This study examined whether intrafamily discrepancies in perceptions of the adolescent's competence and independence were associated with autonomy and well-being for adolescents and parents. The ways in which mothers and fathers consistently differed from their adolescent across measures of independence and competence regarding Type 1 diabetes, a stressful context for families, were examined with the latent discrepancy model. A sample of 185 adolescents (mean age = 12.5 years, SD = 1.3), their mothers, and participating fathers completed measures of the adolescent's independence in completing diabetes tasks, problems with diabetes management, adherence to the medical regimen, measures of well-being, and metabolic control. The latent discrepancy model was conducted via structural equation modeling that generated latent discrepancies from the adolescent for mothers and fathers. Both mothers and fathers viewed the adolescent's competence more negatively than did the adolescent. These discrepancies related to more parental encouragement of independence and adolescent autonomy but also to poorer metabolic control and poorer parental psychosocial well-being. The results are interpreted within a developmental perspective that views discrepancies as reflecting normative developmental processes of autonomy but as being associated with disruptions in well-being in the short term.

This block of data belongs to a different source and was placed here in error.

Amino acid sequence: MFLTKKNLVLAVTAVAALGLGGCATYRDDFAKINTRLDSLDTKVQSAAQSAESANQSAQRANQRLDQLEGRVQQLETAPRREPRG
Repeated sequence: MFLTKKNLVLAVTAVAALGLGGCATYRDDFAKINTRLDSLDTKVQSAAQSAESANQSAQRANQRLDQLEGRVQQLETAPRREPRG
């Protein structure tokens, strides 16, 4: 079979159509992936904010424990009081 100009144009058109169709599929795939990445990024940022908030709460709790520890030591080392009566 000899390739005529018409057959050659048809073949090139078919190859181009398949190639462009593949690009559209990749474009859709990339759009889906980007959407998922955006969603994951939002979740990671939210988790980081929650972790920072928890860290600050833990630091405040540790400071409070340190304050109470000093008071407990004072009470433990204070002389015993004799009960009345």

- parent adjustment
- parent-child relationship
- Type 1 diabetes
ASJC Scopus subject areas
- Developmental and Educational Psychology
- Life-span and Life-course Studies